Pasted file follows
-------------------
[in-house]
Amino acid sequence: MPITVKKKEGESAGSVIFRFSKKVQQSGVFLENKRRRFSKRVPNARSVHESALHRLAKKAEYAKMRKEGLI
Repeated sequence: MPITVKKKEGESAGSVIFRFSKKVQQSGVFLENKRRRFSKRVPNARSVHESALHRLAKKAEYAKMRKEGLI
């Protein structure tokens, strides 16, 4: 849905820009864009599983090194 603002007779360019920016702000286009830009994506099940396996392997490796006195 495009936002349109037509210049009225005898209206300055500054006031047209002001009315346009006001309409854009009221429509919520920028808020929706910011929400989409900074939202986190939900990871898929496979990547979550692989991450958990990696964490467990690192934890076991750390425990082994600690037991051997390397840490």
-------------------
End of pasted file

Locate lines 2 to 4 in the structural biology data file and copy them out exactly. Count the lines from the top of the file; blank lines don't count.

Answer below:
Amino acid sequence: MPITVKKKEGESAGSVIFRFSKKVQQSGVFLENKRRRFSKRVPNARSVHESALHRLAKKAEYAKMRKEGLI
Repeated sequence: MPITVKKKEGESAGSVIFRFSKKVQQSGVFLENKRRRFSKRVPNARSVHESALHRLAKKAEYAKMRKEGLI
């Protein structure tokens, strides 16, 4: 849905820009864009599983090194 603002007779360019920016702000286009830009994506099940396996392997490796006195 495009936002349109037509210049009225005898209206300055500054006031047209002001009315346009006001309409854009009221429509919520920028808020929706910011929400989409900074939202986190939900990871898929496979990547979550692989991450958990990696964490467990690192934890076991750390425990082994600690037991051997390397840490």